position limit switch) with the input and makes the required adjustment in the process. ; procedure to read and control mold pos relay moldpos proc near mov al, pos ; get position cmp cx, 0001h je active ; relay is ON cont: out port, al ; activate valve ret step endp This adjustment is accomplished by activating a flow valve of mold’s compression arms-shafts. The overall software control system provides all the required control facilities for the control of the compression molding process, through a low-level programming interface. The application code was developed on a desktop host PC, before being downloaded (the executable) onto the target board. Once development was complete the executable code was programmed in the onboard EPROM for standalone operation.

4. ModelSim simulations
The increasing complexity of the designed system functionality required an accurate modeling system to validate the initial specifications of the controller and analyze the design solutions taken. Each step of the hardware design was validated by simulation models. Simulations were executed to verify the design of the controller at various stages during the development process. Design simulations consisted of functional models in VHDL synthesized using OrCAD’s ‘netlist’

utility and executed using a specific VHDL simulation package (ModelSim SE Plus 5.7d, Model Technology – Mentor Graphics Corporation) on an Intel Pentium with HT platform. Although most of the simulations and analysis were carried out within this package, some of the hardware analysis and synthesis was also performed with Leonardo Spectrum software package (Mentor Graphics, Inc.). For simplification, peripheral units were modeled as a black box with their external signals on one side and microprocessor’s and PIAs signals on the other side. The VHDL code produced was partitioned into several process statements according to the described design architecture of the controller. The architecture of the simulated controller with all important signals is visible in the VHDL simulator. The whole length of the simulation model code used in system’s functionality verification is not presented due to its substantial length. A fragment of the simulated code of the 80C188EB-based controller’s behavioral description follows below. LIBRARY IEEE; USE IEEE.std_logic_1164.all; ARCHITECTURE STRUCTURE OF DESIGN1 IS COMPONENT \82C55\ PORT ( D0 .. D7: INOUT std_logic; PA0 .. PA7: INOUT std_logic; PB0 .. PB7: INOUT std_logic; PC0 .. PC7: INOUT std_logic; VCC, GND : IN std_logic; \R\\D\W\\R\C\\S\\\ : IN std_logic; A0, A1 : IN std_logic; RESET : IN std_logic; ); END COMPONENT;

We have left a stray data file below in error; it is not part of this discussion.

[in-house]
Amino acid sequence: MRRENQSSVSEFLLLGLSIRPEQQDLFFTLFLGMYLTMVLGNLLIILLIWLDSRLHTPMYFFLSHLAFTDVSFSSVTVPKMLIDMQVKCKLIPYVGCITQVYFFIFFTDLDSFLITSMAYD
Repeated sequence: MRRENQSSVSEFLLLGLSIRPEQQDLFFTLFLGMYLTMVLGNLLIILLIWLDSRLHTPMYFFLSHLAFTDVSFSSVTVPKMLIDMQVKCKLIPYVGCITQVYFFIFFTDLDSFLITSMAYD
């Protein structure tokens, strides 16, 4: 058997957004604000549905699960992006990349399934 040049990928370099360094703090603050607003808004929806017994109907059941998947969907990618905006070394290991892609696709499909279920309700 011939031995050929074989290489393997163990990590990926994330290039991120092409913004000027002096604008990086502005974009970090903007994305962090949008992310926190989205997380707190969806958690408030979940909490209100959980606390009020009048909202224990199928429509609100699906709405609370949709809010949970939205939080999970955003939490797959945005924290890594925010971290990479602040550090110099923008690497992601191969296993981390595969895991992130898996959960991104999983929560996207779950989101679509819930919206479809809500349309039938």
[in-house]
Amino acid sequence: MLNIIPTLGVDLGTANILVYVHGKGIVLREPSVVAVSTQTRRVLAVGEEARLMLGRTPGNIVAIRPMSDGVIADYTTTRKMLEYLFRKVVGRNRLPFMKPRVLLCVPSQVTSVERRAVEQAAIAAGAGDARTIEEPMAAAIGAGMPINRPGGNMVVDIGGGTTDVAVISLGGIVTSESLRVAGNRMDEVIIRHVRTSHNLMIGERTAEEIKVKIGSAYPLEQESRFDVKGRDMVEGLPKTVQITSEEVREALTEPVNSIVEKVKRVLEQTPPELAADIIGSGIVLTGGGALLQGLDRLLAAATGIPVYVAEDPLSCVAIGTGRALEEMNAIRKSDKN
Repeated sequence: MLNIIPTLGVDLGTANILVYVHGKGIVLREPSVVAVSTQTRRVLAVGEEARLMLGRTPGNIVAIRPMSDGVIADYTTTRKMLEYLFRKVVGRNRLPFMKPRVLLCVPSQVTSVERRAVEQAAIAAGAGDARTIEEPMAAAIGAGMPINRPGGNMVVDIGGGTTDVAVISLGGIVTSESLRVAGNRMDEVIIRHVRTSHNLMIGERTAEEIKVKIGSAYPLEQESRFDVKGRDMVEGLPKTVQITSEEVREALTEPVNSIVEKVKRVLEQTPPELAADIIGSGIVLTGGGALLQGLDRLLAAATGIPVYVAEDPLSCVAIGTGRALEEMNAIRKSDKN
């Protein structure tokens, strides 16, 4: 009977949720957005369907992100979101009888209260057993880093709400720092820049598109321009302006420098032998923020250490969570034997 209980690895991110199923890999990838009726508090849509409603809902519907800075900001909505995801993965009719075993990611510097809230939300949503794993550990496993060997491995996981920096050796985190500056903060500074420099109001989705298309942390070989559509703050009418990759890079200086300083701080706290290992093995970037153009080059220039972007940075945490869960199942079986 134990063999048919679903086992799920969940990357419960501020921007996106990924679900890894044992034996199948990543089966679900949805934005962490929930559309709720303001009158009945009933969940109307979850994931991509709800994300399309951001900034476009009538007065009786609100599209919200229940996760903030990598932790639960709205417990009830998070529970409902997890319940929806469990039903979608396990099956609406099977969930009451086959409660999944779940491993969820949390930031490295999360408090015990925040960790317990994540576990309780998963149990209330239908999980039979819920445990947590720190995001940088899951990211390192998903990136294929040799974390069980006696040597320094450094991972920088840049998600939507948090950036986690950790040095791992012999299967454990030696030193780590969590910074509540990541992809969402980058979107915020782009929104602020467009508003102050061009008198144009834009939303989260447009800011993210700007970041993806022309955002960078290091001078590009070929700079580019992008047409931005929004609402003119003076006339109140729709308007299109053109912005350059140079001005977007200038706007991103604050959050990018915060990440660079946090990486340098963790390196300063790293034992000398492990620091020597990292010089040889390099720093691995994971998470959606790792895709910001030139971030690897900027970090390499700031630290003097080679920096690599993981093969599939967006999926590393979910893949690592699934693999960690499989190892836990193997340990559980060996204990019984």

Proceedings of the Ninth IEEE International Conference on Engineering Complex Computer Systems Navigating Complexity in the e-Engineering Age 1050-4729/04 $20.00 ? 2004 IEEE

The verification process took about 40% of the design cycle. The verification test generates input signals and checks the value of the output signals. A fragment of the simulated test data used is the following: Inputs: D0-D7: bit_vector(7 down to 0) := “11111111” Outputs: PB0-PB7: std_logic_vector((7 down to 0) The input vector PA0-7 reads the same value if the test is passed.

5. Performance results